Broken Strings, © Danilo Calilung/Corbis,
© Danilo Calilung/Corbis

A musical instrument to a musician (instrumentalist) is what a cricket bat is to a batsman, what a painting brush is to a painter and many more.  But, musical instruments differ from other instruments of art in that they rarely have a shelf life.  A cricket bat may celebrate some centuries (runs) with a good batsman, but it usually survives for a couple of playing seasons.  Someday, it has to rest in his collection.  Similarly, a painting brush may be with an artist for a decade or two.  It may last for as long as the artist feels good working with it.  Where as a musical instrument can survive for hundreds of years and is passed on from teachers to students and from them to their students and so on.

If a student receives/inherits a musical instrument from his/her teacher, it is considered an ultimate, prized possession.  The student would do anything to keep it in good working condition.  For a student, the fact that his/her teacher had used that instrument to create music is a tremendous feeling.  If the teacher happens to be not alive, then the teacher’s instrument comes closest to doing what a teacher can do.  In some way (I don’t know how) such a musical instrument can remember the masters who were in touch with it  and hence can guide future users through their performances.  Perhaps, to put it more scientifically, a student believes that s/he can perform well when playing that instrument and hence does so.  I wouldn’t mind believing the former! 🙂

However, situations do arise where in an old instrument needs to be repaired and sometimes to such extents that apart from the main body of it everything else will be replaced with newer parts.  Musicians understand this as an inevitable exercise to continue the journey with their inherited legacy.  If they don’t undertake those measures, the instrument is certain to become a museum piece within no time.  Some time ago, I had to  give one of my uncle’s Mridanga for a major make-over.  He had inherited it from his teacher and its right-hand muchchige (skin cover) had become very old.  Both of them are not alive today and it was indeed a difficult decision to make.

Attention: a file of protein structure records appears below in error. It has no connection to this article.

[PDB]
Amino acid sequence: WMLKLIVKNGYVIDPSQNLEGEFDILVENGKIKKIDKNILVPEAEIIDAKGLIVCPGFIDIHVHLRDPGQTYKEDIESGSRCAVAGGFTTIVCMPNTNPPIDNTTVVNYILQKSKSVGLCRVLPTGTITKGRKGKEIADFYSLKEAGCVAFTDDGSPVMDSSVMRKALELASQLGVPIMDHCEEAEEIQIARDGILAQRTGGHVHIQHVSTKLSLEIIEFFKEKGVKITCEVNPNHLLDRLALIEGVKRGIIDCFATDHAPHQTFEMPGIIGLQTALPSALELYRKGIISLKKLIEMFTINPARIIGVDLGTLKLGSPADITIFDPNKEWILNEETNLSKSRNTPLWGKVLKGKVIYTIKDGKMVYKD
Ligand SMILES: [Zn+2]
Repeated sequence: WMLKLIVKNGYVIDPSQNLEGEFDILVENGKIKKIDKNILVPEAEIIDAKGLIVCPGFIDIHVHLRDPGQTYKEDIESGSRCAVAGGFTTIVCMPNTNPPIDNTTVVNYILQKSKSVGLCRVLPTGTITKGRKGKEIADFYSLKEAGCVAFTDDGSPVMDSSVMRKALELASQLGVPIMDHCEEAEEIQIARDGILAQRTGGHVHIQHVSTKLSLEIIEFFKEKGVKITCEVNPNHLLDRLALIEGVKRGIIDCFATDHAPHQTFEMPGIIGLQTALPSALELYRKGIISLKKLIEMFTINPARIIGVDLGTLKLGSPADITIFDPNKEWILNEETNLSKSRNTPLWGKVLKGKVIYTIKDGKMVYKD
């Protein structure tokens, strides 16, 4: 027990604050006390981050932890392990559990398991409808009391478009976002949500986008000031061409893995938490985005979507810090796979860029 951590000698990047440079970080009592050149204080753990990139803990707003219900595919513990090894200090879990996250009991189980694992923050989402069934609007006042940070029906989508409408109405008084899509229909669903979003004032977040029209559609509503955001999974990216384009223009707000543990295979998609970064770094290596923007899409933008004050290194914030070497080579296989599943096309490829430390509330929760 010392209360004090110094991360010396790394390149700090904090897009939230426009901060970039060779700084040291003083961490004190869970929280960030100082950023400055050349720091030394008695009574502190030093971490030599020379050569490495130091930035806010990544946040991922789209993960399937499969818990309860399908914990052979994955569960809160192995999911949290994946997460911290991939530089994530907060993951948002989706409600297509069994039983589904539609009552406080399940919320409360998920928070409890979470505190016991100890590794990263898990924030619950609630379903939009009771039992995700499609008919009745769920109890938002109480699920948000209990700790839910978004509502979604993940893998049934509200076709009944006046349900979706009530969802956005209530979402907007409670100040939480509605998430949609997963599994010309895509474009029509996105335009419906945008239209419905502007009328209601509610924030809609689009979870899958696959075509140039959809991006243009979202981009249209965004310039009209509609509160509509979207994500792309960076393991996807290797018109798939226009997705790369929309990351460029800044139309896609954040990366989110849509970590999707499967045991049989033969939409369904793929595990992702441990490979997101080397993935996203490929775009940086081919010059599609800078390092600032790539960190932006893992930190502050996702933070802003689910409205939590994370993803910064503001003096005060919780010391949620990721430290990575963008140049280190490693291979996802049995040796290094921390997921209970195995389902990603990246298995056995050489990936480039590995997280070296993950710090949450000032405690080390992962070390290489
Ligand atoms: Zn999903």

Musical instruments come with varied thresholds of sensitivities.  Some are more abuse-hardy than others.   Some are very delicate (E.g., Ghata, VeeNaa) and even the best in the business find them hard to maintain.  Some teachers do not allow even their most promising students to handle the instruments they have inherited from their teachers.  A student has to earn a chance to assist his/her teacher in handling them (reminds me of a recent chocolate advertisement).

Occasionally, musicians do have to suffer shocks because of accidental breakdowns (Weather and other natural causes) in their instruments. It is undesirable and hurtful.  Musicians some how manage to cope with it.

Some times, even after ensuring special-extra care, they are damaged by other people who do not fully appreciate the value and significance of them.  So, when an instrument that is seemingly over-protected is damaged due to an unknown human negligence, what can be a reasonable response from the musician at loss?

Recently, an exquisite Sarod that belonged to the Indian Sarod maestro Ustad Amjad Ali Khan, was damaged due to mishandling by an airliner’s baggage division.  A distraught Ustad Khan is reported to have felt as though his heart was bleeding when he saw his damaged instrument. However, he also said that he would continue to fly with the same airliner in the future and believes that there will be improvement.  Not many can appreciate the weight and intensity of those words.  The sight of any broken musical instrument is an anathema for a musician.   It has to be said that Ustad Amjad Ali Khan’s measured response speaks highly of him.

You may have watched this music video. The artiste here represents what would be an expected response to a similar situation.

Watch it here…United Breaks Guitars

2 thoughts on “Broken Strings”

  1. Is it a coincidence that I just met a lady who attended the very concert of Ustaad Amjad Ali Khan in Mumbai? She said he showed the broken pieces to the audience and said “I cannot play today but my wife is bringing my other Sarod from Kolkata and if it reaches in time, I will play tomorrow” and he indeed played the next day! It shows how much responsibility he takes to make sure the audience who waited for him do not feel bad! When a student receives an instruments from his/her master, it is not just a privilege, but also a great responsibility and it is not easy to live up to your teacher’s expectations that he/she trusted you with their “precious”! My teacher has a “tamboori” from his teacher which he keeps like treasure in a glass showcase! I can understand the great feeling associated with receiving something like that, but I also dread the thought of having to take such good care of something!

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